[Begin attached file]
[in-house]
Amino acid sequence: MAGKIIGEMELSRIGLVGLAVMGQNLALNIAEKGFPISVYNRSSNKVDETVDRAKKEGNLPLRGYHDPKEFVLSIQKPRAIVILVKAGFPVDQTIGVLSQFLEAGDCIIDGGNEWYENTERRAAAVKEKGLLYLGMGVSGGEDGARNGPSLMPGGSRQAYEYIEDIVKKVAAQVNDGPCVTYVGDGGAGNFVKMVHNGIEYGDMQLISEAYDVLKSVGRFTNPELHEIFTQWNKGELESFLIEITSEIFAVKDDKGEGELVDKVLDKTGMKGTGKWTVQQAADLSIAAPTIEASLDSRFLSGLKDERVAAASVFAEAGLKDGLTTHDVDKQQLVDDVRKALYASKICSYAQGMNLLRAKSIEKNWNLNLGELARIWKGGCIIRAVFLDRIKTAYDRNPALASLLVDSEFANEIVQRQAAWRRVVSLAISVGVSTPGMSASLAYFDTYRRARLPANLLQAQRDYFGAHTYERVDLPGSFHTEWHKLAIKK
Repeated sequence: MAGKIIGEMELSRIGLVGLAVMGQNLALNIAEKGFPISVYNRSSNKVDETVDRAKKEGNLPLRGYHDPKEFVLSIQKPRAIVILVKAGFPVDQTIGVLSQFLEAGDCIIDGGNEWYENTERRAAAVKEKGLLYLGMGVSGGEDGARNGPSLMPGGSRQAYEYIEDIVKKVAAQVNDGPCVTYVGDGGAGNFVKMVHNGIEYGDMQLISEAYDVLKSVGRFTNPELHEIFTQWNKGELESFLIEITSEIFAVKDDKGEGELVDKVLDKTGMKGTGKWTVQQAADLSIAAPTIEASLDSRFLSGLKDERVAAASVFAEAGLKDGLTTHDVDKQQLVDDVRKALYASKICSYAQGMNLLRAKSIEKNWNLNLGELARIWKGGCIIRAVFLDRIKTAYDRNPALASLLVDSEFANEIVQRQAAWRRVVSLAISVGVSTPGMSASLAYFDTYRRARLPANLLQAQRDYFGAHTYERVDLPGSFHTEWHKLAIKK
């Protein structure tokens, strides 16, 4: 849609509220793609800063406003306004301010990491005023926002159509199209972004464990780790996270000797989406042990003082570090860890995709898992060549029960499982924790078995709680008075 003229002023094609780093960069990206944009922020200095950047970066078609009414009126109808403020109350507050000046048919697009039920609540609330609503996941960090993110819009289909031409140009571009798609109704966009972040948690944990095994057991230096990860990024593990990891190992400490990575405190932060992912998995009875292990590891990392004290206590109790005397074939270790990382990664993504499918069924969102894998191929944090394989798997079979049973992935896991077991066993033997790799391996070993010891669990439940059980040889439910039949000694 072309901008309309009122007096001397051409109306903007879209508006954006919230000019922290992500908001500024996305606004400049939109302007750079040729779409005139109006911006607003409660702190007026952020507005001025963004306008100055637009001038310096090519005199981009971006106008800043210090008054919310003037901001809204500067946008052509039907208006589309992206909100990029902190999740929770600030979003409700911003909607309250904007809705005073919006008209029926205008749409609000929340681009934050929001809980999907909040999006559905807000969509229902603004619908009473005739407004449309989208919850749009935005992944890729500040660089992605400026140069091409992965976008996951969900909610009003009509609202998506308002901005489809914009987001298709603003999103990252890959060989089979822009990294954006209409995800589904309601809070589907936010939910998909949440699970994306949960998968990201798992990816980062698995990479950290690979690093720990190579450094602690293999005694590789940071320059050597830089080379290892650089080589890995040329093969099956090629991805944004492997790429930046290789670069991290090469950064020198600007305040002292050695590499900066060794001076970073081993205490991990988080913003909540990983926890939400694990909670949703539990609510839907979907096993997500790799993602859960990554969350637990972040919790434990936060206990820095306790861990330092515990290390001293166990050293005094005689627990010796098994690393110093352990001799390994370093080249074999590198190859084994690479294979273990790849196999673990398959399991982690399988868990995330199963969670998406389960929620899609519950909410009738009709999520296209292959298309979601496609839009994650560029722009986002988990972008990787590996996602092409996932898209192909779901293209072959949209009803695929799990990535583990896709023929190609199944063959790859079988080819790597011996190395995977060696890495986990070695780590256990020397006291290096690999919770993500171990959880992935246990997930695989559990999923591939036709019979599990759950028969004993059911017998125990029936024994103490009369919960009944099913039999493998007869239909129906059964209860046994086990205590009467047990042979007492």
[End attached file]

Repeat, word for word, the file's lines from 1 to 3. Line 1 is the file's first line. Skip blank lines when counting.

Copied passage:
[in-house]
Amino acid sequence: MAGKIIGEMELSRIGLVGLAVMGQNLALNIAEKGFPISVYNRSSNKVDETVDRAKKEGNLPLRGYHDPKEFVLSIQKPRAIVILVKAGFPVDQTIGVLSQFLEAGDCIIDGGNEWYENTERRAAAVKEKGLLYLGMGVSGGEDGARNGPSLMPGGSRQAYEYIEDIVKKVAAQVNDGPCVTYVGDGGAGNFVKMVHNGIEYGDMQLISEAYDVLKSVGRFTNPELHEIFTQWNKGELESFLIEITSEIFAVKDDKGEGELVDKVLDKTGMKGTGKWTVQQAADLSIAAPTIEASLDSRFLSGLKDERVAAASVFAEAGLKDGLTTHDVDKQQLVDDVRKALYASKICSYAQGMNLLRAKSIEKNWNLNLGELARIWKGGCIIRAVFLDRIKTAYDRNPALASLLVDSEFANEIVQRQAAWRRVVSLAISVGVSTPGMSASLAYFDTYRRARLPANLLQAQRDYFGAHTYERVDLPGSFHTEWHKLAIKK
Repeated sequence: MAGKIIGEMELSRIGLVGLAVMGQNLALNIAEKGFPISVYNRSSNKVDETVDRAKKEGNLPLRGYHDPKEFVLSIQKPRAIVILVKAGFPVDQTIGVLSQFLEAGDCIIDGGNEWYENTERRAAAVKEKGLLYLGMGVSGGEDGARNGPSLMPGGSRQAYEYIEDIVKKVAAQVNDGPCVTYVGDGGAGNFVKMVHNGIEYGDMQLISEAYDVLKSVGRFTNPELHEIFTQWNKGELESFLIEITSEIFAVKDDKGEGELVDKVLDKTGMKGTGKWTVQQAADLSIAAPTIEASLDSRFLSGLKDERVAAASVFAEAGLKDGLTTHDVDKQQLVDDVRKALYASKICSYAQGMNLLRAKSIEKNWNLNLGELARIWKGGCIIRAVFLDRIKTAYDRNPALASLLVDSEFANEIVQRQAAWRRVVSLAISVGVSTPGMSASLAYFDTYRRARLPANLLQAQRDYFGAHTYERVDLPGSFHTEWHKLAIKK